January 22, 2004 by  
Filed under Amino acids


Amino acid

Taurine is one of the sulphur amino acids. Unlike the others it is not incorporated into muscle proteins but it is the second most abundant free amino acid in the brain. Within the brain taurine is concentrated in the taste and smell centre, the memory centre and the pineal gland, and it has neurotransmitter functions. It is present in cell membranes, helping to stabilize them electrically and facilitating the passage of sodium, potassium and calcium ions in and out of cells. This role may account for taurine’s usefulness in the treatment of epilepsy, seizures and convulsions. Taurine is also an inhibitory neurotransmitter.

Taurine is the most abundant amino acid in the heart, and has been successfully used in supplement form to combat congestive heart failure, by regulating calcium and potassium in heart muscle cells, (and therefore in nerve impulses in the heart), by acting as a heart stimulant and by encouraging the excretion of sodium and water. Taurine is needed for the formation of taurocholic acid, which helps to break down fats in the small intestine. It is also needed in large amounts by the eyes.

One of taurine’s most important roles is in detoxification. It is needed for conjugating toxic substances, and as an antioxidant, especially for the hypochlorite ion, formed by the oxidation of chloride ions, and itself a powerful oxidizing agent. Because the hypochlorite ion requires adequate amounts of the amino acid taurine to control and scavenge it, taurine-deficient individuals may become very sensitive to aldehydes, chlorine, bleach and other similar chemicals, and free amino acids in their body may become toxic aldehydes. For this reason infant formula feeds should always be enriched with taurine at least to the levels found in human breast milk.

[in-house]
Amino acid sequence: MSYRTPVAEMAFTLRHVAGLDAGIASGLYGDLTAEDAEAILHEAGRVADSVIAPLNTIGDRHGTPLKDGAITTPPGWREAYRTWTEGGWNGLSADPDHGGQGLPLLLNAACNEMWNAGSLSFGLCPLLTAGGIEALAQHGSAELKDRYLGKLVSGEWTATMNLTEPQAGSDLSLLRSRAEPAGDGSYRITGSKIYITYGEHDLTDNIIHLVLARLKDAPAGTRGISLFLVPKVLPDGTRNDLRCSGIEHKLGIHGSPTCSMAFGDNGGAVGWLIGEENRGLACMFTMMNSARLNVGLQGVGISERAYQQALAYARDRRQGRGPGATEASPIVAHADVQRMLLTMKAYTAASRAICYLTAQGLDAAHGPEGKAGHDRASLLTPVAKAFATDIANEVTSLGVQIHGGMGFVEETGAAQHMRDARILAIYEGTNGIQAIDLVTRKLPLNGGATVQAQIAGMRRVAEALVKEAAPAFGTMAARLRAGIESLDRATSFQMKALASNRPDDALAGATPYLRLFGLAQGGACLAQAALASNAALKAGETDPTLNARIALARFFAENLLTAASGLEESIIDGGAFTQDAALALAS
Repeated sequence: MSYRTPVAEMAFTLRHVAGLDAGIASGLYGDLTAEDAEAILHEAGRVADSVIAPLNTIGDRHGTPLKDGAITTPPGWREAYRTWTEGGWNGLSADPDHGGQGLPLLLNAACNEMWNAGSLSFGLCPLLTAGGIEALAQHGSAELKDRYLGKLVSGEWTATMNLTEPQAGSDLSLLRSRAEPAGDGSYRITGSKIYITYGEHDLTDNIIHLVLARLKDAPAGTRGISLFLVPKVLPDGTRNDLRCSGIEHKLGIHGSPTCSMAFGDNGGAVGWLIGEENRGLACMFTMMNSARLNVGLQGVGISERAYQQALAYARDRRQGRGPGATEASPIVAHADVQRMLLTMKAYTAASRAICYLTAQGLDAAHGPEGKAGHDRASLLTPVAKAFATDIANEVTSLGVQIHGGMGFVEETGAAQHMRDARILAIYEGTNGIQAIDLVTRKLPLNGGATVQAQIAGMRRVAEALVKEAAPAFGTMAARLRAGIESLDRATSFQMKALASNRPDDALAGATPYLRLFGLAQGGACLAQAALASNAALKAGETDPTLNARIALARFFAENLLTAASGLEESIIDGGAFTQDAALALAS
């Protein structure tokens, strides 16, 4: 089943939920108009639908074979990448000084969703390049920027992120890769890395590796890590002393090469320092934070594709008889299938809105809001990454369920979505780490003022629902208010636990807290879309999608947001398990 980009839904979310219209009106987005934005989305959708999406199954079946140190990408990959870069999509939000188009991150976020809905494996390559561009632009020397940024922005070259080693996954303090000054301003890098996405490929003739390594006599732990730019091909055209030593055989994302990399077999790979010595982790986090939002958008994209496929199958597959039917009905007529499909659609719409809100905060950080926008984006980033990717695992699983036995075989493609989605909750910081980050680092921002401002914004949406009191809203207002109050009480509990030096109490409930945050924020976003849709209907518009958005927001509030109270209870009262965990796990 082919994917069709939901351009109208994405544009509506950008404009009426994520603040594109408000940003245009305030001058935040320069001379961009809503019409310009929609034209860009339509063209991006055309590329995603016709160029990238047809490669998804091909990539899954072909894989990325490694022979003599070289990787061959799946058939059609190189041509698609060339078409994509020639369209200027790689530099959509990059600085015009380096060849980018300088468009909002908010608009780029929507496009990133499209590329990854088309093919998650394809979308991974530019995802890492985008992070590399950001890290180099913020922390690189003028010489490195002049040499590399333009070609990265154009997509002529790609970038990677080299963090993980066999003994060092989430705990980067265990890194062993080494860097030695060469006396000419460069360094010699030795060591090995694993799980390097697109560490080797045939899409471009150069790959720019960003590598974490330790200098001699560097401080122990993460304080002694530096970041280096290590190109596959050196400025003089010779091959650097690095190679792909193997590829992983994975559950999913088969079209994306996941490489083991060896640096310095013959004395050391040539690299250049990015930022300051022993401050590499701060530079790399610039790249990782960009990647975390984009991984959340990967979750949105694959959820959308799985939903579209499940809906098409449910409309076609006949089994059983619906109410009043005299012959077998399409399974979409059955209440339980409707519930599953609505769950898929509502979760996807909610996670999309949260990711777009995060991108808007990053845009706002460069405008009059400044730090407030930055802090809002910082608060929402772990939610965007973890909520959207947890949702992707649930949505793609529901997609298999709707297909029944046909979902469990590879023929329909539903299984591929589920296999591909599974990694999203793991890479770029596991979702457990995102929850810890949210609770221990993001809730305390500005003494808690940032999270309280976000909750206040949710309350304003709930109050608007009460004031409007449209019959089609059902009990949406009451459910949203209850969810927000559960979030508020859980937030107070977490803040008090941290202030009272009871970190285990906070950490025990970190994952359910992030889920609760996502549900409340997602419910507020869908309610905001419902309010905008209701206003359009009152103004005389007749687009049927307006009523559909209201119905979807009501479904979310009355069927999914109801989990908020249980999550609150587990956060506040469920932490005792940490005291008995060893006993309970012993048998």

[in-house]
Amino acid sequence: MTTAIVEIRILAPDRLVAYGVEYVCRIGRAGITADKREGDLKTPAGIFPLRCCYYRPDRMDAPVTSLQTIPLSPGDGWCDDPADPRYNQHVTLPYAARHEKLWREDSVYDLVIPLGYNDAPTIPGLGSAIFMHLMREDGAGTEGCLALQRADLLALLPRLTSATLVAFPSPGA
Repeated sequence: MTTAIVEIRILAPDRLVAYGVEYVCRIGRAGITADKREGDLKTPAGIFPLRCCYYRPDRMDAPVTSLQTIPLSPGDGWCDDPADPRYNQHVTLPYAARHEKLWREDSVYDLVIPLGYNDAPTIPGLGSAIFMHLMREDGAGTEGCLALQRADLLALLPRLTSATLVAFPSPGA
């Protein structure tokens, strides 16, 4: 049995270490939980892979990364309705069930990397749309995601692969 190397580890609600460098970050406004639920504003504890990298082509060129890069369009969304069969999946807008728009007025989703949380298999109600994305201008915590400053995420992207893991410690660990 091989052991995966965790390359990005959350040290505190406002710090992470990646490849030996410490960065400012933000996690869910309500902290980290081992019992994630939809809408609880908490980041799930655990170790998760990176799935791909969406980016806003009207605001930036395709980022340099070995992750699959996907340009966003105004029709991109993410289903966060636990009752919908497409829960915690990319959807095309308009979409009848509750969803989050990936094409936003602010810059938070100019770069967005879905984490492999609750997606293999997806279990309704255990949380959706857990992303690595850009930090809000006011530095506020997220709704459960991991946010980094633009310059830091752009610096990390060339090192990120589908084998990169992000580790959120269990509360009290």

Except for young babies, the human body is able to make taurine from the amino acid cysteine although it is not known whether this is always enough for our requirements. Taurine is found in breast milk, meat, fish and organ meats. The food additive monosodium glutamate can reduce taurine levels. Adequate zinc, vitamin A and vitamin B6, and adequate methionine intake and metabolism are required to maintain normal taurine levels in the body. Poor kidney function may result in taurine depletion. High levels of the amino acid beta-alanine, which may occur if vitamin B6 is deficient, can result in excess losses of taurine through the urine.

In one research study, taurine supplementation was found to reduce dementia in elderly people.

Linda Lazarides is Course Director of the School of Modern Naturopathy and author of eight books on health, nutrition and naturopathy.

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